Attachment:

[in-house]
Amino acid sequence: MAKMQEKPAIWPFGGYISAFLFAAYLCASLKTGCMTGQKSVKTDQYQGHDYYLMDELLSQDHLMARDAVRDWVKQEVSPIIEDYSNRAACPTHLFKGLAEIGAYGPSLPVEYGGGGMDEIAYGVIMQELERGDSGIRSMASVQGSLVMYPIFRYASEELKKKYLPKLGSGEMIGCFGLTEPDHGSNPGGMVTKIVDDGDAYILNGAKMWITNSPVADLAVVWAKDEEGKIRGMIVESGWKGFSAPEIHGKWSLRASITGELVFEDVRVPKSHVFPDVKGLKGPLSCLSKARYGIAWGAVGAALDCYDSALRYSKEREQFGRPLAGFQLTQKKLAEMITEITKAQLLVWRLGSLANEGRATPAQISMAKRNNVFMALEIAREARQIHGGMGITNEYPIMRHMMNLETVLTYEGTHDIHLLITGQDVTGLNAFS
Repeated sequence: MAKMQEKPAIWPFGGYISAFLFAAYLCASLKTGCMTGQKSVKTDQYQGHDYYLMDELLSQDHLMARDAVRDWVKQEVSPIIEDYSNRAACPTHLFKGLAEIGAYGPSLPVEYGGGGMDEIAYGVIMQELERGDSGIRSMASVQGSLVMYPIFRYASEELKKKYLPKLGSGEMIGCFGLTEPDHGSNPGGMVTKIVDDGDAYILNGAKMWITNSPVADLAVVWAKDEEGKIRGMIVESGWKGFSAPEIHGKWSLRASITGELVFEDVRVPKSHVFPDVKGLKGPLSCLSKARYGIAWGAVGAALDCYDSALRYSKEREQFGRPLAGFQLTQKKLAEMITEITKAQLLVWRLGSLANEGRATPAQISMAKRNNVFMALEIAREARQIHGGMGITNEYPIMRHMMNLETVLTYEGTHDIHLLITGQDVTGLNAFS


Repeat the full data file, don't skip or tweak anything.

[in-house]
Amino acid sequence: MAKMQEKPAIWPFGGYISAFLFAAYLCASLKTGCMTGQKSVKTDQYQGHDYYLMDELLSQDHLMARDAVRDWVKQEVSPIIEDYSNRAACPTHLFKGLAEIGAYGPSLPVEYGGGGMDEIAYGVIMQELERGDSGIRSMASVQGSLVMYPIFRYASEELKKKYLPKLGSGEMIGCFGLTEPDHGSNPGGMVTKIVDDGDAYILNGAKMWITNSPVADLAVVWAKDEEGKIRGMIVESGWKGFSAPEIHGKWSLRASITGELVFEDVRVPKSHVFPDVKGLKGPLSCLSKARYGIAWGAVGAALDCYDSALRYSKEREQFGRPLAGFQLTQKKLAEMITEITKAQLLVWRLGSLANEGRATPAQISMAKRNNVFMALEIAREARQIHGGMGITNEYPIMRHMMNLETVLTYEGTHDIHLLITGQDVTGLNAFS
Repeated sequence: MAKMQEKPAIWPFGGYISAFLFAAYLCASLKTGCMTGQKSVKTDQYQGHDYYLMDELLSQDHLMARDAVRDWVKQEVSPIIEDYSNRAACPTHLFKGLAEIGAYGPSLPVEYGGGGMDEIAYGVIMQELERGDSGIRSMASVQGSLVMYPIFRYASEELKKKYLPKLGSGEMIGCFGLTEPDHGSNPGGMVTKIVDDGDAYILNGAKMWITNSPVADLAVVWAKDEEGKIRGMIVESGWKGFSAPEIHGKWSLRASITGELVFEDVRVPKSHVFPDVKGLKGPLSCLSKARYGIAWGAVGAALDCYDSALRYSKEREQFGRPLAGFQLTQKKLAEMITEITKAQLLVWRLGSLANEGRATPAQISMAKRNNVFMALEIAREARQIHGGMGITNEYPIMRHMMNLETVLTYEGTHDIHLLITGQDVTGLNAFS